People are born, they live, and they die. All people do this, with the cycle repeating again and again – hopefully for a long time into the future. I am stuck here in my own perspective, living out the dash between the dates on my tombstone.
Two things this week remind me of that dash: Memorial Day tomorrow, and my 50th birthday on friday. Both of these events give me pause to consider the lives lived in that dash, both mine and those who have already etched out the number after their dash.
First I consider those who have willingly chosen to put their lives at risk for other people: the soldiers, firefighters, and police officers who share my task have gone a step further than me by putting their own lives at risk for the sake of others. It is humbling to think of others who have given up their right to life for others. I can do a noble task as a physician without being a noble person; but those who lose their lives in the process have done such a great thing, it makes me see them as noble people. I can\’t tell them I appreciate what they have done, but I can give them a memorial with these words – something to remind us all of the potential for nobility in life.
Then I think of the lives I have seen in my 18 years in practice. I\’ve seen babies born, I\’ve seen children grow, and I\’ve seen people grow old. I have also seen many lives end. Some of these people died peacefully, following the course we all hope for: coming to the end of their dash with a sense of closure and leaving a legacy to follow. Their deaths speak to the strength of the lives they lived, and do not seem tragic or unfair. These lives end with a period or an exclamation point.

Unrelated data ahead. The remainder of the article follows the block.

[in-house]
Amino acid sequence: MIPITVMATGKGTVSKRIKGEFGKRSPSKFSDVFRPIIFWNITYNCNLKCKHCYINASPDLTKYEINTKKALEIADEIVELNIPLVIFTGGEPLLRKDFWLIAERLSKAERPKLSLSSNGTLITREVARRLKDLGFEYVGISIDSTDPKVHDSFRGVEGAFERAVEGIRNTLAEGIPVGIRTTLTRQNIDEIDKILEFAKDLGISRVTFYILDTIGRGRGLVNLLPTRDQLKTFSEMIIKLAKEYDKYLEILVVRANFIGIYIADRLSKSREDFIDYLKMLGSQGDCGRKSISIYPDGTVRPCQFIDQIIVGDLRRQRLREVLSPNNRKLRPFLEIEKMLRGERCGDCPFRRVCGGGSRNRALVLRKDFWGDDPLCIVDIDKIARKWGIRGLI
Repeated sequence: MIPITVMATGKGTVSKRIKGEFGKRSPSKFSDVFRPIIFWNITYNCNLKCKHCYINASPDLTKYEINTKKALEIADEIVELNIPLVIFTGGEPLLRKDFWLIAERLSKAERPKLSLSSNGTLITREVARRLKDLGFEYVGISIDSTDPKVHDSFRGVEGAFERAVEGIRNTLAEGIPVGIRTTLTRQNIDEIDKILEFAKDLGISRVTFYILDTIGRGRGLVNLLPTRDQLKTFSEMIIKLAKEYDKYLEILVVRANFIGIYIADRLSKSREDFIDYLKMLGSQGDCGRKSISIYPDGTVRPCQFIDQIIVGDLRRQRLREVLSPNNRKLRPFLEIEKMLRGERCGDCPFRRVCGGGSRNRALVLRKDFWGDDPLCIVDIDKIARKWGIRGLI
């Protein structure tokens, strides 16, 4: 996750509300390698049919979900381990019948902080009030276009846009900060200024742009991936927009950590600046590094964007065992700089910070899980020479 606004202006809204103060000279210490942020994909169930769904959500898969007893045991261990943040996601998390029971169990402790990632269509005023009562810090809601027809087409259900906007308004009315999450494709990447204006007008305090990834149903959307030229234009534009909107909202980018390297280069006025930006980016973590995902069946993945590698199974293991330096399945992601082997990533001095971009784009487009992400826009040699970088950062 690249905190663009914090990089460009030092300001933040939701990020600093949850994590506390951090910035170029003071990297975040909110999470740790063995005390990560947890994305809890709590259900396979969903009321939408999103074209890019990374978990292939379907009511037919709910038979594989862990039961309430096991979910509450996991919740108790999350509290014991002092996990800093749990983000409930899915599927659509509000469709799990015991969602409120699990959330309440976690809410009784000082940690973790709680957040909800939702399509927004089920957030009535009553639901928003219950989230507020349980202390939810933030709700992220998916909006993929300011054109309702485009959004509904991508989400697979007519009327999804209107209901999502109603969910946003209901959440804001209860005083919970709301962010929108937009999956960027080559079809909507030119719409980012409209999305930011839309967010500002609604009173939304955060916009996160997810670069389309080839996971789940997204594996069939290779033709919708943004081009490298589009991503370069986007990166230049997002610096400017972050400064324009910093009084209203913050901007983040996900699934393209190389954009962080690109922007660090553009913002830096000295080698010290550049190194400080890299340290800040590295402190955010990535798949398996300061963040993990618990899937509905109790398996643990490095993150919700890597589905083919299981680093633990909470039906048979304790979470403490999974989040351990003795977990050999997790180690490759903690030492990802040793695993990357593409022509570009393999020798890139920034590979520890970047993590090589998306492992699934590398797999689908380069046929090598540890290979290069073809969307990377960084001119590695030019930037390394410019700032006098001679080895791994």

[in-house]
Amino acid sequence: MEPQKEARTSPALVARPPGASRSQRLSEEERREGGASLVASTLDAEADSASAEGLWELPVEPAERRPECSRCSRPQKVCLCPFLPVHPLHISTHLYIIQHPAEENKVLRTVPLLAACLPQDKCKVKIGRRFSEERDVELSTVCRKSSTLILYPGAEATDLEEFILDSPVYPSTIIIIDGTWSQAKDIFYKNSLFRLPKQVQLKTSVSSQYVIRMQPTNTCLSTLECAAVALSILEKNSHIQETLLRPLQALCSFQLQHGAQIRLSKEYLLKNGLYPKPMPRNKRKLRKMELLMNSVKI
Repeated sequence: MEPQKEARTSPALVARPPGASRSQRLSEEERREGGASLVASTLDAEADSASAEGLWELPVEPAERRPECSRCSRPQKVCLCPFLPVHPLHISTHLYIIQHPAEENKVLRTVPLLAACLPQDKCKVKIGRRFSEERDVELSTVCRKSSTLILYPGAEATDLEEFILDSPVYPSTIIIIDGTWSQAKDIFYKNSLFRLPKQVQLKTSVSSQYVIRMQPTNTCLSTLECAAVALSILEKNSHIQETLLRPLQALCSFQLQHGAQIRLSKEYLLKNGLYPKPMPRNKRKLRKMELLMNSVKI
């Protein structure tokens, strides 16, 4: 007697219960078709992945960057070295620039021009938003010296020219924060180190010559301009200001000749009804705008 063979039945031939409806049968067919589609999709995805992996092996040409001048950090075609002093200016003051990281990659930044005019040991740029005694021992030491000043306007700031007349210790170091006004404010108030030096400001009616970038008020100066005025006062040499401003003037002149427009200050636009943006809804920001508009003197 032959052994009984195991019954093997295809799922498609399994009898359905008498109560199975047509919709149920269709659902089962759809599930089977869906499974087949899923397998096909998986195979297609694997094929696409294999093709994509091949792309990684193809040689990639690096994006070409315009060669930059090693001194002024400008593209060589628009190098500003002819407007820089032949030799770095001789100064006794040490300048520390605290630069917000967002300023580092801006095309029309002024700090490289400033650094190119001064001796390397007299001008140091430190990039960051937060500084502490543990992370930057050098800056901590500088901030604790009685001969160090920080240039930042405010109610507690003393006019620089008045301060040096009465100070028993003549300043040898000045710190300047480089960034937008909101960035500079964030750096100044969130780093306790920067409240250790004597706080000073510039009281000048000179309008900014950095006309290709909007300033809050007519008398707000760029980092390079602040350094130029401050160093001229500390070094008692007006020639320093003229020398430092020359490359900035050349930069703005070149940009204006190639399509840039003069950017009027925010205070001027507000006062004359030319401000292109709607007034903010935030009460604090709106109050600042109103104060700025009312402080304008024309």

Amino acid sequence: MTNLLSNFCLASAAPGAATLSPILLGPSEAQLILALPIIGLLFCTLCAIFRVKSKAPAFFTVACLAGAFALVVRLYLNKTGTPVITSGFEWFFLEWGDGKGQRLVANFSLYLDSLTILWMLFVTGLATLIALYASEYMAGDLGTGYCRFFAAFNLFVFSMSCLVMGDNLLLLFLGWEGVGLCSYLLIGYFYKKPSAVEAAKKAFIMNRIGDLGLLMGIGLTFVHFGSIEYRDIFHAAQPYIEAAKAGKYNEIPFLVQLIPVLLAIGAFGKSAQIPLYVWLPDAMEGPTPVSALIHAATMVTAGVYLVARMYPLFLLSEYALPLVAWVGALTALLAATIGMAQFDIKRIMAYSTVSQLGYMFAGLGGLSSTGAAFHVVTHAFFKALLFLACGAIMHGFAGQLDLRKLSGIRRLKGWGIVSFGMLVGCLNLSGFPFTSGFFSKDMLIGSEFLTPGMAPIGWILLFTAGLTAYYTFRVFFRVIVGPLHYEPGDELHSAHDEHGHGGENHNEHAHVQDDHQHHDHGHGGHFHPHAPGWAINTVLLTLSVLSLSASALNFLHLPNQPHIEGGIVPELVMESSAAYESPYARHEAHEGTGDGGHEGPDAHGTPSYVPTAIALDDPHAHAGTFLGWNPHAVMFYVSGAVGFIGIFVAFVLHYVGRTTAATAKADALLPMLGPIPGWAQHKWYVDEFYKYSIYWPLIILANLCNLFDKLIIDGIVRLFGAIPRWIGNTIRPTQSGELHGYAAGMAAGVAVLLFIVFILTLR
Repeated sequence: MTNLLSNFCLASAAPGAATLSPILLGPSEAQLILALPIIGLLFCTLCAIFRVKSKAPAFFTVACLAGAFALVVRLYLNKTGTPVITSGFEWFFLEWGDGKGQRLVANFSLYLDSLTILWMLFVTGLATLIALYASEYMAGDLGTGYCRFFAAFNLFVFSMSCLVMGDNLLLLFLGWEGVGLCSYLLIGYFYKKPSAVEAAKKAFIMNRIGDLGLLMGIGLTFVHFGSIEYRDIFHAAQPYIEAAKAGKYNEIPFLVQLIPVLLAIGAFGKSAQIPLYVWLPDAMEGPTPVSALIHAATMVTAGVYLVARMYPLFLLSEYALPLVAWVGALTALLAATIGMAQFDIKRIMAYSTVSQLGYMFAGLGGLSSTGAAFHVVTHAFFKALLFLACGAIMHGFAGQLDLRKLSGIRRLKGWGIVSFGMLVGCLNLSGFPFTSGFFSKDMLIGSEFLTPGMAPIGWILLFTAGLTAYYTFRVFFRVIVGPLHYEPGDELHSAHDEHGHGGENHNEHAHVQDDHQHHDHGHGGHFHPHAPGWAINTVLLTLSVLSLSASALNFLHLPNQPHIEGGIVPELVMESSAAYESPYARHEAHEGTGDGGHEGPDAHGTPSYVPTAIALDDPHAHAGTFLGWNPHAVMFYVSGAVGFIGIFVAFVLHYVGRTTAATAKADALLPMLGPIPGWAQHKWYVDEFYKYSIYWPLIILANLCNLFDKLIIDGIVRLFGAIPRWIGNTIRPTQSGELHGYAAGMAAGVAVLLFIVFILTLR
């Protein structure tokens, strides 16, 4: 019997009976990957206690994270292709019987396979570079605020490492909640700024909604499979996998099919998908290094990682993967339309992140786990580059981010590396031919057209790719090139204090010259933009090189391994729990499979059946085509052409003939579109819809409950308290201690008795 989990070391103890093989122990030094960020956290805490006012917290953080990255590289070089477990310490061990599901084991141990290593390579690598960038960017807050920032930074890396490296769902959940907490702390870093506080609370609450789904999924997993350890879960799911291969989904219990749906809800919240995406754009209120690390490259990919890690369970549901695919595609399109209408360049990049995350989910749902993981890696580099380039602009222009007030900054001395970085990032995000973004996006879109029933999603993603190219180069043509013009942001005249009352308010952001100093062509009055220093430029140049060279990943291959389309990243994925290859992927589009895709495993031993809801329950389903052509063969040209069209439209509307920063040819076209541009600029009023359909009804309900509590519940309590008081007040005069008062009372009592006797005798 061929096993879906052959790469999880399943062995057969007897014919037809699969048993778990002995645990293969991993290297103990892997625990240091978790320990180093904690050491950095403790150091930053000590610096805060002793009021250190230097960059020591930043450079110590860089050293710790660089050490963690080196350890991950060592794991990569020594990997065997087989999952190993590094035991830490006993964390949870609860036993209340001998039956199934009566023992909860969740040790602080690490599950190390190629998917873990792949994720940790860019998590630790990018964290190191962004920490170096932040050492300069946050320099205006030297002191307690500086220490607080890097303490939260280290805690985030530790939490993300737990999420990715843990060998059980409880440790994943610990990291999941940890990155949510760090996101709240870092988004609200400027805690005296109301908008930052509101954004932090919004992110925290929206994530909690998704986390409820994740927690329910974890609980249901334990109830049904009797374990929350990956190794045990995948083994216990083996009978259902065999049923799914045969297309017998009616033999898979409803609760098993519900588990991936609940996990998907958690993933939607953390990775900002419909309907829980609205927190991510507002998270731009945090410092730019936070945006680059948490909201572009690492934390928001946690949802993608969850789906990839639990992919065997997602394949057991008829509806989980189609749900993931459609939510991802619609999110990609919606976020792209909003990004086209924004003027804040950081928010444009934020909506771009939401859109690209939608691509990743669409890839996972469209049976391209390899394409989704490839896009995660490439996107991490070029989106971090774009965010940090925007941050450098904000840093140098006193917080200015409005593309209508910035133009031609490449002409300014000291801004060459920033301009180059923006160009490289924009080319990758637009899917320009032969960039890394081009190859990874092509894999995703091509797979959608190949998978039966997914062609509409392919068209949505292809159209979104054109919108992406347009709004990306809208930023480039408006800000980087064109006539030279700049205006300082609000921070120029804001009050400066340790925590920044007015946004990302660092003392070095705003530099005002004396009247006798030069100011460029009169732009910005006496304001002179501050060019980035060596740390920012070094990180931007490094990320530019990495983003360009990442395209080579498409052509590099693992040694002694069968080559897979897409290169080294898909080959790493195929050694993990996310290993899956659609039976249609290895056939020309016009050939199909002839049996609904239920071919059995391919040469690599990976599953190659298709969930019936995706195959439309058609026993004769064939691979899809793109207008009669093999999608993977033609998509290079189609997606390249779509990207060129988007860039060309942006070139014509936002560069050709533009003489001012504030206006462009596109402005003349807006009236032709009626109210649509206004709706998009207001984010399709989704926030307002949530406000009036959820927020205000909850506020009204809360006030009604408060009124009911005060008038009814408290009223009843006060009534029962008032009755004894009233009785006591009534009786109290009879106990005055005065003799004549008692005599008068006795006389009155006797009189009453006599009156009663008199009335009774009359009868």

But many don\’t follow that course, instead ending their lives with a question mark. Why did there have to be pain? Why did they have to leave so soon? Where were their families and friends? What will become of the brokenness they leave in their wake?
Finally there are those whose end comes unexpectedly, leaving their lives as sentence fragments. They die by accident, by malice or carelessness of others, by sudden disease, or by their own hand. They are the ones whose deaths send off shrapnel, wounding those around them, especially injuring those who are closest.
The nature of my work makes my list of these people longer than most. It also gives me a perspective life: it\’s not fair, in our control, or predictable. I don\’t know why my life is longer than others\’, and I don\’t know why I sometimes feel guilty for that fact. But I write these words as a memorial to those whose lives have intersected with mine and whose dash has stopped growing.
This all gives me perspective on my upcoming milestone. I didn\’t do anything special, just breathed for 50 years. It\’s not an accomplishment as much as it is a time to consider the past and the future. I am so grateful for my family: my wife, my kids, my brothers and sisters, and my parents. They have seen me take my path and make my choices, sometimes well and sometimes foolishly, and yet they continue to love me. I am also grateful for the others that have crossed my path: friends, colleagues, readers, and my patients. My dash is, has been, and will be defined mostly all by these people.
So my final memorial is to the part of my dash already carved. It is to all of the people who have made it what it has been, those who are still living their lives and those whose entire path has been trod. What is in my past is done, set into stone. It\’s been an honor to share that path with you and the others I\’ve encountered on the way.
My memorial needs only two words: thank you.